I was given a position of power, I went from a random volunteer that would show up on Saturdays and float around to help watch the children during the program and slowly got to where I am now. Now I am a core team member that attends a conference call meeting on a weekly basis. I am contacted when a decision needs to be made. I am Walter Rodger’s right-hand man. I lead song service as well as lead the teaching program, having often times been left in charge when the Administrator is gone for the week.
Sharon married two years after graduating from high school and hasn’t had the opportunity to live by herself. Sharon was a stay at home mom that didn’t have to work because her husband took care of her and the children. Sharon also reported that she was raised by her mother and didn’t have a father figure in her life. After her husband passed away she had to start working to financially provide for the children. Sharon reported she started using opiates more after she started working.
Poverty Empowered Me to be Successful Poverty empowered me to want more in my life. The struggles of my childhood gave me the determination to succeed. When I was just three years old, my parents split up, leaving my mother to take care of my older sister and me on her own. To put a roof over our heads and food in our bellies, my mother had to work two jobs and have an abusive boyfriend because he said he would take care of us. My mother became addicted to drugs and after three years she made the change in her life to get off of drugs and be a better mother.
By way of full disclosure, I have known Matthew Parkin from birth and watched him as he grew, from a troublesome child to a full grown man. I really got to know him when he came to Tallahassee for school, in the premed tract. He has spent many hours with my family, and I have had the opportunity to observe him how he interacted with them and our friends. He has been on two medical mission trips with me in the past two years. I treated him as any other student with him finding his full fare.
When I first became a Mother, I knew that my life was going to change in so many ways. In my last year in high school, when I was eighteen, I was pregnant with my son. When I found out I was expecting all I could think was, “I am not going to make it”, and that I am going to drop out of school and was asking myself, “Why did this happen to me?” I ended up telling one of my best friends that I was expecting and I remember that he told me not to quit because I was almost done just in 3 months. So I didn’t give up, and we did all of our senior trips and I continued to do so much when I didn’t show anything. Luckily nothing extreme happen to me, I stayed away from things that will put me in danger like the rides at the water parks.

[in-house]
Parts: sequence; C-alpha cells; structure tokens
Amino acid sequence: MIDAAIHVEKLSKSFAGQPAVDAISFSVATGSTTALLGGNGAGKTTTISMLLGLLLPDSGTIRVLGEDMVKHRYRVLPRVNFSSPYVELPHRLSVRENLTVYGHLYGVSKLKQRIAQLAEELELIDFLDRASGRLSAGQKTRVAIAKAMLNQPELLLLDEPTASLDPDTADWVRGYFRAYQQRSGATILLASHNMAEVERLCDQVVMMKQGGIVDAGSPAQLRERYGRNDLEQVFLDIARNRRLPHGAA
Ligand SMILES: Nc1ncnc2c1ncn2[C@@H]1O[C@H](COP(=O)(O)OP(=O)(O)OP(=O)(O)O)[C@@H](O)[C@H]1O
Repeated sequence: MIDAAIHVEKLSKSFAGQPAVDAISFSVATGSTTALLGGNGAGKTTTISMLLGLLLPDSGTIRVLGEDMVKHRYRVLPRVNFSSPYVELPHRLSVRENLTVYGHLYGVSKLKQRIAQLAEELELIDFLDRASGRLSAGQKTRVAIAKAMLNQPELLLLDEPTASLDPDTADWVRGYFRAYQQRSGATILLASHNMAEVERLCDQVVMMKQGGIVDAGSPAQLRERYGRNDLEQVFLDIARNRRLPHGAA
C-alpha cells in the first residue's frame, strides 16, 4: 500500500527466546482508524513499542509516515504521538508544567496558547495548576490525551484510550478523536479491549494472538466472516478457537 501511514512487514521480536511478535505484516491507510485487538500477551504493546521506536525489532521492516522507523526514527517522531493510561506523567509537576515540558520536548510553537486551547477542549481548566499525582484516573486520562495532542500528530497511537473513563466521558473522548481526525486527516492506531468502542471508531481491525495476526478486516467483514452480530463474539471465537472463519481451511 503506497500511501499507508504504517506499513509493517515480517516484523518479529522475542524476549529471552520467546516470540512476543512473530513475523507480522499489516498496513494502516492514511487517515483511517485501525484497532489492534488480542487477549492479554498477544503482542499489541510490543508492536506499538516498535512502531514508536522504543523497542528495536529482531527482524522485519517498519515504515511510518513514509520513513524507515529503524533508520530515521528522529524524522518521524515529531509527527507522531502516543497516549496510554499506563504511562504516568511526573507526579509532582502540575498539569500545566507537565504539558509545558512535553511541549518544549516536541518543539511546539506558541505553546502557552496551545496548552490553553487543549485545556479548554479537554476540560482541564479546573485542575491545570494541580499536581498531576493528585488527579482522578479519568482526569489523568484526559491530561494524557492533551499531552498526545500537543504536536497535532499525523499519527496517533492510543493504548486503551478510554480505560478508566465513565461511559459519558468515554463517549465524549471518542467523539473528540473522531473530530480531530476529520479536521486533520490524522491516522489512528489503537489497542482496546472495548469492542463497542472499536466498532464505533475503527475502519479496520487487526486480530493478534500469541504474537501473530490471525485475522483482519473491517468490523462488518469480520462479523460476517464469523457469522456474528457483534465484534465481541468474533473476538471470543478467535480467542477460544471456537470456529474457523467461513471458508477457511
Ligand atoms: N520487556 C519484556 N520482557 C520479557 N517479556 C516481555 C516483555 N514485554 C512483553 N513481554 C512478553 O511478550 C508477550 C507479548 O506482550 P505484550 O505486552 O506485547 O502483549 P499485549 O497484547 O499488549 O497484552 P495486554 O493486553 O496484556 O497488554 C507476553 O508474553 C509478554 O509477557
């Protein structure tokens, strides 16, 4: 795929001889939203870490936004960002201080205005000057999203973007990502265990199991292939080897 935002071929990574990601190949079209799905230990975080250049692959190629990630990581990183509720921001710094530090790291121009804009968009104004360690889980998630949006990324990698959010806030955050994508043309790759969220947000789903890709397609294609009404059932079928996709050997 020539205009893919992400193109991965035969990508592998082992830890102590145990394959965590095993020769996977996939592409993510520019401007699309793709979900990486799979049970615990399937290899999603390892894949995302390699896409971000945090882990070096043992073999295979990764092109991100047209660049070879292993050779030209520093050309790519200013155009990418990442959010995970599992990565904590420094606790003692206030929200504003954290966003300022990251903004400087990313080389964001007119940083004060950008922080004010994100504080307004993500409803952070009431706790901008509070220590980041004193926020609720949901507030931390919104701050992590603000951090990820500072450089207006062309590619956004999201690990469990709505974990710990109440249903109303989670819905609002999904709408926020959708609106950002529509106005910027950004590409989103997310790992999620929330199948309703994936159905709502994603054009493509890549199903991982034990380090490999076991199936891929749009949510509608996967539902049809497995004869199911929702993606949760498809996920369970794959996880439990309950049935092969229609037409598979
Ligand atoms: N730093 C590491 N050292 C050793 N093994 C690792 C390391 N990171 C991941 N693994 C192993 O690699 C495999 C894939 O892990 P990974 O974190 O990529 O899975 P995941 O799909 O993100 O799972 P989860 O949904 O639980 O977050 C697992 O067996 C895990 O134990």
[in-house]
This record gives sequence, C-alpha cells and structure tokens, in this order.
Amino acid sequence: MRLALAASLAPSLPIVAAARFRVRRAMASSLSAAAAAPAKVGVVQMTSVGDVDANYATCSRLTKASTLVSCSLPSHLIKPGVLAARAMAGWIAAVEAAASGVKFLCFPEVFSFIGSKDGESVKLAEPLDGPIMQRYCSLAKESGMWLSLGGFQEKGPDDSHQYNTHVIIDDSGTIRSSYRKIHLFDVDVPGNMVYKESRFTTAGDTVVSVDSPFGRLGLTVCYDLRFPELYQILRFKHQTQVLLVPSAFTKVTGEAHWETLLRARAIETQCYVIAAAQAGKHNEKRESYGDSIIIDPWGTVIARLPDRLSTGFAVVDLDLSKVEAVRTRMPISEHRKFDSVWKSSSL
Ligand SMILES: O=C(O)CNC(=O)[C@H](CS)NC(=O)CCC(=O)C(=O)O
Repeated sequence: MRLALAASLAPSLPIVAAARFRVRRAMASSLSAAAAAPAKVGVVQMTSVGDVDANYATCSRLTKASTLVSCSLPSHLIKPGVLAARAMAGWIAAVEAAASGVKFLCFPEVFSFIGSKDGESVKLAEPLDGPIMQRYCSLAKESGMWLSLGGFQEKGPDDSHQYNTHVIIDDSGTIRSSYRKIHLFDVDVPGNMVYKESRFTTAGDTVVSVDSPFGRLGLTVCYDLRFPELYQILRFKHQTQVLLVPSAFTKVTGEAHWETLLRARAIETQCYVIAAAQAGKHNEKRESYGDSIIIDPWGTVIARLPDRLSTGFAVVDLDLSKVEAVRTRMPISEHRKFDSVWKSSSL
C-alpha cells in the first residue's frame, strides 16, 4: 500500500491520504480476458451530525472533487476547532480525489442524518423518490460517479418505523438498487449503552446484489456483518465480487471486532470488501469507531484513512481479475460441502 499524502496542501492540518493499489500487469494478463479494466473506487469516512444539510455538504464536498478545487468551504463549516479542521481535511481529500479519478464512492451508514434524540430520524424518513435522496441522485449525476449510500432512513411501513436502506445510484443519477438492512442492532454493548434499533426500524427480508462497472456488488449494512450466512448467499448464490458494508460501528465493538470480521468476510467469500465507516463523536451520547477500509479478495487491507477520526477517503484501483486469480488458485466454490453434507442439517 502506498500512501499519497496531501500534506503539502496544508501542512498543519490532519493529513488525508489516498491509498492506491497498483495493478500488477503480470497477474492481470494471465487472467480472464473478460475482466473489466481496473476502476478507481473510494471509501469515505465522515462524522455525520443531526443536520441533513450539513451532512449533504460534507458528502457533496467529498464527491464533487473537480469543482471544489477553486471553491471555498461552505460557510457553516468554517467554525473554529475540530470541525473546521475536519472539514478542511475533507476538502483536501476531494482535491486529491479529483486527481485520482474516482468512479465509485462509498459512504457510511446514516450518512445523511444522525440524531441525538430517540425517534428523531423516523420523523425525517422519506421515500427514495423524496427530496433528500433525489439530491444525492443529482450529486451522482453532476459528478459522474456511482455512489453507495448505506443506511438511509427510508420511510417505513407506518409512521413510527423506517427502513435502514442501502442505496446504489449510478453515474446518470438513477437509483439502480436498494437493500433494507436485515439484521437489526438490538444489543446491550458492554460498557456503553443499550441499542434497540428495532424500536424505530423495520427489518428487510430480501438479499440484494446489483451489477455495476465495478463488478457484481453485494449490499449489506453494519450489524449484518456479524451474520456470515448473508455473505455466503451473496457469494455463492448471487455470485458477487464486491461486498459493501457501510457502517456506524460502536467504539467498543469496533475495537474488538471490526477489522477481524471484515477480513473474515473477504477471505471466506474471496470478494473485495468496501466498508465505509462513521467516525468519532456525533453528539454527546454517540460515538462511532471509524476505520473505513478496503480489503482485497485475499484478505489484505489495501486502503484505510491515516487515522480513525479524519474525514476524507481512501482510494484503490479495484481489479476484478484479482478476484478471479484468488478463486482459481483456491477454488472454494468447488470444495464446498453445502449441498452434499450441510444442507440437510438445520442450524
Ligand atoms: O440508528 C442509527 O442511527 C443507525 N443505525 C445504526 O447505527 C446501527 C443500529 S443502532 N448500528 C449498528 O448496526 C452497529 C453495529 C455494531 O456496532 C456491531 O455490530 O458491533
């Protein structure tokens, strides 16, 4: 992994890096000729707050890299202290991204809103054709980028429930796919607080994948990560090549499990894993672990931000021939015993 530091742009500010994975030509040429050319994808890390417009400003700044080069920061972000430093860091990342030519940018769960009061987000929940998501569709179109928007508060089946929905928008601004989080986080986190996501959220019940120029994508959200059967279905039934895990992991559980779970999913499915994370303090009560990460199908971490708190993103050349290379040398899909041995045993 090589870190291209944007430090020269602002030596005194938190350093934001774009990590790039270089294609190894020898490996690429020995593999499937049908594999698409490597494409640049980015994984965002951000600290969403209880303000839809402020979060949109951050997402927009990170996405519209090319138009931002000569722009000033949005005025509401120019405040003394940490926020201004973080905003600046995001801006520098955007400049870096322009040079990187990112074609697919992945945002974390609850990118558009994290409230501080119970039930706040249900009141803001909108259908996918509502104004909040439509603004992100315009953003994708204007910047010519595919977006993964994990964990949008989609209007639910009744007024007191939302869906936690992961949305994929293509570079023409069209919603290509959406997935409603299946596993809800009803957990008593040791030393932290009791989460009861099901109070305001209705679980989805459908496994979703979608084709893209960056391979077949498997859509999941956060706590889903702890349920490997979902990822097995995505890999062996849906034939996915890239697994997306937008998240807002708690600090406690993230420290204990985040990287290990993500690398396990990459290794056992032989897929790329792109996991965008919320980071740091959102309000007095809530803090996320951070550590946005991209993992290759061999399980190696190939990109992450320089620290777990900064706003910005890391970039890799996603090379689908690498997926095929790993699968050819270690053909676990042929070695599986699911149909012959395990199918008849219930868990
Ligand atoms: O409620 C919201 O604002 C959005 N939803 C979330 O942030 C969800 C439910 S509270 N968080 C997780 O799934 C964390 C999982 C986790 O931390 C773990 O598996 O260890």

Pauline and James are divorced and are single parents to ___ (how many kids). My rationale behind interviewing single parents was to gain an insight into the lifestyle of a married parent compared to a single parent, thus explain how their relationship status has shaped their parenting roles. Furthermore, I also interviewed a stay at home father (Adam). Contrary to traditional gender roles, Adam has decided to resign from his full time job to become a stay at home father. He has been the main caregiver of his daughters since their birth while his wife, a physician, works full
The last couple of summers, I have had with the opportunity to work long days at Trestlewood, a lumberyard run predominantly by my family. When I first started the job, I viewed work as an obligatory task that must be accomplished so I could earn money. Although I was not wrong, I failed to realize the great opportunity to develop many necessary skills that would prepare me for my life. The first summer I was there, I had one goal: to just get through each day. I would show up, do my job, then leave.
“Love you, mama, Miss you”(Aviv, 2), the words of three year old Adam to his mother who was placed with the Orange County Social Services. In Rachel Aviv’s article “ Where is your mother” thirty-nine year old, single working parent Niveen Ismail, “begged” them to return her son after she left Adam unsupervised at home whilst she was out. Niveen mentions that on this tragic day that, “It was mechanical-I wasn’t thinking anymore...I was just trying to survive” (Aviv, 6) she was overworked, undernourished and had just reached a “breaking point”. Months have gone by, the Egyptian mother complied to her case plan trying to learn to “Parent American style”, attending parenting classes in high hopes of Adam being returned to her. Despite her attempts, Adam was placed with a foster family (of which Niveen only found out a couple days later) who was willing to adopt him if “Niveen’s rights were terminated”(Aviv 6).
So I decided that I would have to put my education on hold, until I could get myself together. I thought, I can always go back to school once my family life gets back to normal. Little did I know neither one was to be in my future. My family life was dysfunctional, I finally decided to divorce my abusive husband of 17 years. And all of sudden, I was a single parent taking care of three children by myself.
Everything happened so fast. I had only worked for SFC Joe Smith for a little over three months. The first incident had occurred when I was updating the computers prior to the opening of the facility to students. SFC Joe Smith had given me a warning that he only wanted me to update the computers at the end of the duty day. The problem with that was I did not know how long it would take to update the computers and I had to pick up my daughter before the daycare closed at 5:30 P.M.